What is more sinister and what we as Members of Parliament, our families and those who work within the agency should not have to put up with is threatening behaviour and campaigning. I have received several personal threats. Such behaviour is simply intolerable. If people want to change the way in which the agency operates, they should concentrate on political campaigning and put any personal threats to one side.
In that context, I should like to comment on some of the press and media reporting of the issue and in particular on the few, but tragic cases of suicide which the press and media have sought to attribute to the activities of the CSA. Divorce is always traumatic; it is always extremely difficult for the people involved. In many cases, all too tragically, it may lead to suicide or suicidal feelings. It is irresponsible and wrong for the media and people associated with the campaign against the CSA to suggest that the agency was directly responsible in any way for the suicide of certain people. However tragic and desperate those cases may have been it would be wrong not to see them in the wider context of a separation and divorce, which the people in question will clearly have gone through. It was irresponsible of the media to have pretended otherwise.
I wish to sound one small note of disappointment and one word of related caution about the Bill. In its report, the Select Committee unanimously recommended that the Government consider replacing the term "absent parent" with "non-custodial parent". Throughout our report the term "non-custodial" is used. I have no doubt that for hundreds of thousands of fathers throughout the country and a few mothers, the term "absent parent" is pejorative and even insulting. I hope that the Government will reconsider the matter.
Column 55The Government's official response to the Select Committee report was disappointing. They gave the following reason:
"`Non-custodial' is not appropriate for two main reasons: firstly, in the 1989 Children Act `custody' was replaced by residence as the legal arrangement for the care of children; and, secondly, the term implies that the person with care of the child also has `custody' of that child, which may not actually reflect the position." We could debate all day the implementation of the Children Act 1989. It would make an interesting debate for a Wednesday morning. It is one of the most abused pieces of legislation that the House has passed in recent years. It is often deliberately misrepresented by the very practitioners who are paid to implement it, from the courts down.
Although "residence" may now be the technical legal term, the term "custody" is widely understood, especially when used in the term "shared custody". I hope that my hon. Friend the Minister will reconsider the matter. The term "absent parent" causes great grief to many people. It is a pejorative term and it can be considered an insulting term.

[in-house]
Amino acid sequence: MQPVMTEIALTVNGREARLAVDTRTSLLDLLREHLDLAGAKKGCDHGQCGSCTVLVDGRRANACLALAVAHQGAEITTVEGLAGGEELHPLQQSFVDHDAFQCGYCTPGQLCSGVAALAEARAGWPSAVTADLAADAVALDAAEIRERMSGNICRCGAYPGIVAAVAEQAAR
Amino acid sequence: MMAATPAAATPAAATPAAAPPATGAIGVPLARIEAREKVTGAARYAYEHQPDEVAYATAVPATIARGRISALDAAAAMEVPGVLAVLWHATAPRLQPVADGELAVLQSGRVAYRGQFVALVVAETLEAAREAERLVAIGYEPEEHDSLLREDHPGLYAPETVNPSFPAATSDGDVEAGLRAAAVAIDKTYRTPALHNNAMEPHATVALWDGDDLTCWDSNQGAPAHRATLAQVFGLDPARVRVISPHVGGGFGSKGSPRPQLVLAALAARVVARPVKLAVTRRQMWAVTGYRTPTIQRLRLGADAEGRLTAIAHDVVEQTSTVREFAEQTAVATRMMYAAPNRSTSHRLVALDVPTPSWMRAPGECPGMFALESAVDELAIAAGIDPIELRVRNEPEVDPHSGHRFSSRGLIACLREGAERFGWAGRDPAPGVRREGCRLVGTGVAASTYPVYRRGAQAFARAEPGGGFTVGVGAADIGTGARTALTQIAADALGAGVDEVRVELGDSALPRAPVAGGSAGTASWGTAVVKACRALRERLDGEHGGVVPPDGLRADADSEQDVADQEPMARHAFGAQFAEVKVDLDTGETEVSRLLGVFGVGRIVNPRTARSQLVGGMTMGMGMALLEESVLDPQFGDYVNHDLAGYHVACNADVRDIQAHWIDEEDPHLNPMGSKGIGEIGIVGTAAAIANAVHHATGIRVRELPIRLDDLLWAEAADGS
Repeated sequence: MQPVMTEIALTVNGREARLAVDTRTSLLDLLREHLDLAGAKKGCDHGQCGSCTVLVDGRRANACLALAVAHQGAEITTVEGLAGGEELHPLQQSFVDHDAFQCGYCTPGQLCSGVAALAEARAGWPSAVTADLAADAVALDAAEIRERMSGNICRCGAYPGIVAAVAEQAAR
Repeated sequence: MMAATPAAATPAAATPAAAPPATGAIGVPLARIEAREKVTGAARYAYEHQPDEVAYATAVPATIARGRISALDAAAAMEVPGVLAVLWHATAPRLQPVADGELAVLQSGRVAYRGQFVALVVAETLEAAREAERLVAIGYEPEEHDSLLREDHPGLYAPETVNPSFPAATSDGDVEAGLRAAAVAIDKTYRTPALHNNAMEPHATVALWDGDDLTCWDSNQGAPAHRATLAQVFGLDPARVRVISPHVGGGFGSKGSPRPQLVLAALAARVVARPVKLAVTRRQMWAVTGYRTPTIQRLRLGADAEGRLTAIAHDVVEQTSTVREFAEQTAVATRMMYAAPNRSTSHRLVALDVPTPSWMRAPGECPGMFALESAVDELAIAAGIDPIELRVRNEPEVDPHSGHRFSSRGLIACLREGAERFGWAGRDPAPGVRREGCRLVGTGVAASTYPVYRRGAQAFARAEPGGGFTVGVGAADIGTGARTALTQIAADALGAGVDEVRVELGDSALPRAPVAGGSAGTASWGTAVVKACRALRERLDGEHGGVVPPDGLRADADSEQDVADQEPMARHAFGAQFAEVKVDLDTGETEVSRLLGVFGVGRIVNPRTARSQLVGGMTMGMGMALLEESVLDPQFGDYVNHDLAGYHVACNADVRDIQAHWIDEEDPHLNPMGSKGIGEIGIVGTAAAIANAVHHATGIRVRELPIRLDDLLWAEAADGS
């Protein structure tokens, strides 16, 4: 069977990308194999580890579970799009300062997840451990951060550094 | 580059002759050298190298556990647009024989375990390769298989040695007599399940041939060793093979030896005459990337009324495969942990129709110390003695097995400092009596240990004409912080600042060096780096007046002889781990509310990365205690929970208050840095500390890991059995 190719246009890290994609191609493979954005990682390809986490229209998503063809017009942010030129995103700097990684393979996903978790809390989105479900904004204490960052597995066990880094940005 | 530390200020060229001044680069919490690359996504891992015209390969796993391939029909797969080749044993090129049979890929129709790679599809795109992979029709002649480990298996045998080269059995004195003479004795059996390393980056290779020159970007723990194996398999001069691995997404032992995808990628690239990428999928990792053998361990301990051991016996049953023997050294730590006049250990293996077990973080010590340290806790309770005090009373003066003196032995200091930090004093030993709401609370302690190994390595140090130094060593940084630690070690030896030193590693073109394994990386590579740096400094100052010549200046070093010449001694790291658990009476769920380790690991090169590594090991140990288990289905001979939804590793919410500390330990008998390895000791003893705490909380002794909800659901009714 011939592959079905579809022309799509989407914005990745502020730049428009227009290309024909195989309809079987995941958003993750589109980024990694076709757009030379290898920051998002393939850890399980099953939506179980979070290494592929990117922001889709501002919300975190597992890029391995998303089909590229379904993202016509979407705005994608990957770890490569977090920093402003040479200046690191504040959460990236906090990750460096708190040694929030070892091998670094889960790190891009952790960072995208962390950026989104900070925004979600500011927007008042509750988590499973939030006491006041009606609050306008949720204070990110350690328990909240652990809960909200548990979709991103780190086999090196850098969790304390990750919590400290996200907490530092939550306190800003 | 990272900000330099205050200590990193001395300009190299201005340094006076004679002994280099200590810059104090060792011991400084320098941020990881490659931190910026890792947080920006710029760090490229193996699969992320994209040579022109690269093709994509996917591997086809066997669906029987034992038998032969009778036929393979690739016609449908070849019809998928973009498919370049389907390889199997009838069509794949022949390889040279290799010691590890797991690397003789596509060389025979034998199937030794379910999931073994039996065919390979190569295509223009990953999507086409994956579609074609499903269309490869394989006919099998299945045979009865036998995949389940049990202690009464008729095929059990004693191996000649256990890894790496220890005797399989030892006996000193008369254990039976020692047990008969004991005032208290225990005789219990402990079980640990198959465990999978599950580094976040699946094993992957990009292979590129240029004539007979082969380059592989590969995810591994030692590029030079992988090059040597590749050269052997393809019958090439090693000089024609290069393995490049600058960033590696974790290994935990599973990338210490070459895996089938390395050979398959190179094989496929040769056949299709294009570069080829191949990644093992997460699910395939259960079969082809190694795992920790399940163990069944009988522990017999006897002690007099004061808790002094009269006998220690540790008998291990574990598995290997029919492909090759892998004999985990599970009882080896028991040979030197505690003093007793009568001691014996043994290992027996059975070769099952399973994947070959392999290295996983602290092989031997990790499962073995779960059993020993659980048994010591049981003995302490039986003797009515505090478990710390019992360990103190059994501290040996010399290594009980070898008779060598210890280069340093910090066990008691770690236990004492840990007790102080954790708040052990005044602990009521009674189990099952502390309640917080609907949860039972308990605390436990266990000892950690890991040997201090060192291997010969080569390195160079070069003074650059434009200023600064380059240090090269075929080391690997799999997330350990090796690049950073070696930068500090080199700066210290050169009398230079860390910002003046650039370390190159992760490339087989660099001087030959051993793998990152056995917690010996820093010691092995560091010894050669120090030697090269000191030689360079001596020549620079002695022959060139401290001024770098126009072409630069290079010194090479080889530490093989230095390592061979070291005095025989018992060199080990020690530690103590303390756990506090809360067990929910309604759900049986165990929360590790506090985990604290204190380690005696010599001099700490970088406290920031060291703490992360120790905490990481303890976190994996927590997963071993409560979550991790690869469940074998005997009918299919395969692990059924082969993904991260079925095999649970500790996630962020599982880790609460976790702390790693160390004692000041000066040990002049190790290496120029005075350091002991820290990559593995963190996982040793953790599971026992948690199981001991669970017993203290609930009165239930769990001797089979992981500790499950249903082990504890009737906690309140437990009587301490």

My word of warning is not directly associated with the Bill but it arises out of the Bill. The Bill highlights the appalling difficulties in dealing with social issues. At the weekend there was a great deal of media comment in which the imminent publication of a White Paper on divorce law reform was predicted. If such a White Paper is published, I have no doubt that it will broadly reflect the Green Paper that the Government published last year. If that is so, it will undoubtedly contain much that is admirable for those involved and much that is good for the children. However, I have to warn the Government that it will also contain much that is anathema to many people, especially many absent or non-custodial parents and many who have gone through the trauma of divorce. I hope that the Government will take note of the strength of feeling that has greeted the Child Support Agency and think very carefully before introducing divorce law reform on the Floor of the House.
Legislating for children and divorced couples in today's society is, I am sad to say, something that we have to do but which is nigh on impossible to achieve satisfactorily. Divorce is probably the most traumatic event that any person can go through in his or her life. It is even more traumatic than bereavement in the family. As we have seen only too accurately from the Bill and the publicity surrounding it, the problems and trauma can stay with people for many years, possibly for ever.